I was named after Tenley Albright. Funny, my maiden name was Tenley Phillips and I see there is another Tenley Phillips who has posted on this site.
I grew up in New York City, but my sister’s godparents lived in Waban, Mass and brought me to meet Tenley Albright when I was a little girl. She gave me her autograph and I treasured it. Sadly, I was so proud of it that I brought it to school to show and tell and left it in my pocket when I got home. It went through the laundry and was ruined. I’m almost 50 and I can still feel that pain of losing such a treasure.
When I was a bit older and wiser, I sat next to a man on my first day of classes in law school. He asked me my name and I told him, but I was quite used to people not remembering it or getting it wrong. The next he showed up to class and in his lovely voice he said, “Hi Tenley.” Needless to say, I married him. That was 25 years ago!!
From Tenley Kiger:
The story is pretty simple. My mom is a huge figure skating fan. My parents wanted something unique. Tenley just stood out to them and they couldn’t picture me with anything else. In a time where everyone was being named Ashley, Emma, or Rachel (no offense to those, they are beautiful names!) my parents just wanted something that was beautiful and not like everyone else. She combined her love for Tenley Albright and figure skating, and voila I got my name!
From Tenley Wilson:
My mom went to Wheaton College with a classmate named Tenley and just absolutely loved her name. Despite having to spell it to everyone I speak to on the phone and fielding lots of questions about it, I am so happy to have this name. I feel like it is just unique enough to be memorable without being too bizarre 🙂
Looking forward to July; I’ll likely bring my Mom along as well since she is the reason I have this name.
From Tenley Phillips:
I was directly named after you! My mom was at Madison Square Garden in 1974 (???) and saw you skate, with one of your daughters. It was a benefit for the US Olympic Skating Team. My mom had the honor of meeting you both and, at that moment, said to herself…”If I ever have a little girl, she will be named Tenley.” Fast forward to 1976 and voila…I am Tenley!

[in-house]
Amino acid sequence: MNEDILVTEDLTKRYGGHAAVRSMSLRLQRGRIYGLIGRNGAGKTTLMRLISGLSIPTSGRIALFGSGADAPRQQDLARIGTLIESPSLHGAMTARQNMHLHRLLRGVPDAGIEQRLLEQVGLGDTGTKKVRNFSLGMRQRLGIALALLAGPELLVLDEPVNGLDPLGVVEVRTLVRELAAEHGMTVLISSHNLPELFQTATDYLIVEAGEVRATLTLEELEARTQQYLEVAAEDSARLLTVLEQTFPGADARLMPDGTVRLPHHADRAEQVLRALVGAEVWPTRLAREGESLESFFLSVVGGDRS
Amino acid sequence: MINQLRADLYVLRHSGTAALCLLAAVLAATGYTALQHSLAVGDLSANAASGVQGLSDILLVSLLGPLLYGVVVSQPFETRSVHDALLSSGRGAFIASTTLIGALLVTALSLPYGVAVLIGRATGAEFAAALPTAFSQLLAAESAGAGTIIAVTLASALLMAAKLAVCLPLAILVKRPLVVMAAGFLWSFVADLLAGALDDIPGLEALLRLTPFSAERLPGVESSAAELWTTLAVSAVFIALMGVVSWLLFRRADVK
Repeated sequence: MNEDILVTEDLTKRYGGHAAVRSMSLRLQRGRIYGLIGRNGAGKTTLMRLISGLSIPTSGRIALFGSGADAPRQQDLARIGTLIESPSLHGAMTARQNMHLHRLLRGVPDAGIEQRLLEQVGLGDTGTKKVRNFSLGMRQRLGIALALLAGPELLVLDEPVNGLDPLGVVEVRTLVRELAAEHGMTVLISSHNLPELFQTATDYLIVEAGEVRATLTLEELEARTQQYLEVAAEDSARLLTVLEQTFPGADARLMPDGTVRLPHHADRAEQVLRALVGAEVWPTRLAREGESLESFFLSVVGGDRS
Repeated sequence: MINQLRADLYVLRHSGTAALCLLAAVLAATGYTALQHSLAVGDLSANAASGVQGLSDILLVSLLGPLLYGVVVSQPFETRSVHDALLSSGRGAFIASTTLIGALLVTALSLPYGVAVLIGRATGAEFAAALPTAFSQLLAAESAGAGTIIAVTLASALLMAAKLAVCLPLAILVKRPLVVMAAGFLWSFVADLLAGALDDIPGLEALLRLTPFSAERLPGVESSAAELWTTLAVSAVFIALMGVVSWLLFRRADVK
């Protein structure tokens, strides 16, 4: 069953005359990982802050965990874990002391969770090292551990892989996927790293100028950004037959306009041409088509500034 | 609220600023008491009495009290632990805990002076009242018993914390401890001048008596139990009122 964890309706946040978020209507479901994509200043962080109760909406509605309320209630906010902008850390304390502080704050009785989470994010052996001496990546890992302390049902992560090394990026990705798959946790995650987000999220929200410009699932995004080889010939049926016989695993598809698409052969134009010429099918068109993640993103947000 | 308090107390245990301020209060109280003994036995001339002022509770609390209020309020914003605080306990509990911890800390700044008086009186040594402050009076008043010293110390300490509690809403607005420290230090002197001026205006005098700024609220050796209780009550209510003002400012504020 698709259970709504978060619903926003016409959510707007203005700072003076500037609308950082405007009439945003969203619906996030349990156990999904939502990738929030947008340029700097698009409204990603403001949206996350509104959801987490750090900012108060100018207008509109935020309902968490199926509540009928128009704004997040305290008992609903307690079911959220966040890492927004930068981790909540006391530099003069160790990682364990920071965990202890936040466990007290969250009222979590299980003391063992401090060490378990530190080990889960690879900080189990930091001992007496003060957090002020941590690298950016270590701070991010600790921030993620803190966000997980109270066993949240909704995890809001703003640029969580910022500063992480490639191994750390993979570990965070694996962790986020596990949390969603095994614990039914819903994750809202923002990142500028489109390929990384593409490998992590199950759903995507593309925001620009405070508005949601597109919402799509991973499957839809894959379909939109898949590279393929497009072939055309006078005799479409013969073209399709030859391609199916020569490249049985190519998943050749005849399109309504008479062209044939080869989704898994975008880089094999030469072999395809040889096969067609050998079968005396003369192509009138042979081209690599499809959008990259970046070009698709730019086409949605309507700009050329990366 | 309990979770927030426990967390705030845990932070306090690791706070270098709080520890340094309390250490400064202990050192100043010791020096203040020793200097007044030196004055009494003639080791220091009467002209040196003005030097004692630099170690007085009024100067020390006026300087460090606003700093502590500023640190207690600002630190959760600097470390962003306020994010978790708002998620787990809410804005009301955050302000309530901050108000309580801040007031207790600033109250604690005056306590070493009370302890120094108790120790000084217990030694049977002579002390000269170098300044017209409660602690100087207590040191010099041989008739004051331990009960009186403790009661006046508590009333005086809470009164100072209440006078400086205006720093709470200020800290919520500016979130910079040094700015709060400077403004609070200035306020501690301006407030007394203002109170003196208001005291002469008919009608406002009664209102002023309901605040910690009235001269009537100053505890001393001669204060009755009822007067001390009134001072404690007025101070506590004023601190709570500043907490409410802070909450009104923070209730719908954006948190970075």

I was looking at colleges, in Boston, in 1993 and was at dinner. We were at dinner with our friend, Dean Lord. She recognized you (may have even known you somehow). She introduced me to you. We had a brief conversation and carried on with our dinners. It was a night that I’ll never forget. I’ve always admired you, not only for your skating but how you went on to be a doctor and present yourself as such an incredible role model for women. You are simply stunning and, I hope, I will get the opportunity to meet you again soon.
I think it’s so amazing that you’ve put together this website. My son, who is 5, actually has a Tenley in his class. I’ve forwarded your website to her. And oddly enough, my sister’s name is Hollace and I realized you have a Hollis. Very coincidental!
Honestly, this is such a thrill for me, I can’t tell you. It’s truly an honor. I have always looked up to you and been so proud to be named after you. When people ask me who I’m named after, it is my absolute joy to tell them the story.
On a side note, I did take up skating when I was little. Let’s just say…it wasn’t my sport. I can laugh at the video now! 🙂 However, I always had Olympic aspirations and found swimming to be my sport. Although I didn’t pursue it the way I should have (I stopped after my first Nationals), it was because of you that I felt like I was capable of doing anything. I just always felt like a “rock star” to be named after someone so wonderful!!
Thank you so much for putting this together. I can’t tell you how excited I am. I can not wait to participate in the “Tenley Event” in July. I wouldn’t miss it for the world!
Thank you Tenley, for putting this together. This is SO much fun!
From Tenley Shai:
I’m from Massachusetts too! A couple years ago, I did a school report and got to speak to Tenley on the phone; it was such an amazing experience. I’m 13 and I play piano, write songs, and sing. I hope to attain success, although different type, the same level as Tenley. Thanks so much for creating this website it’s so cool! I love it!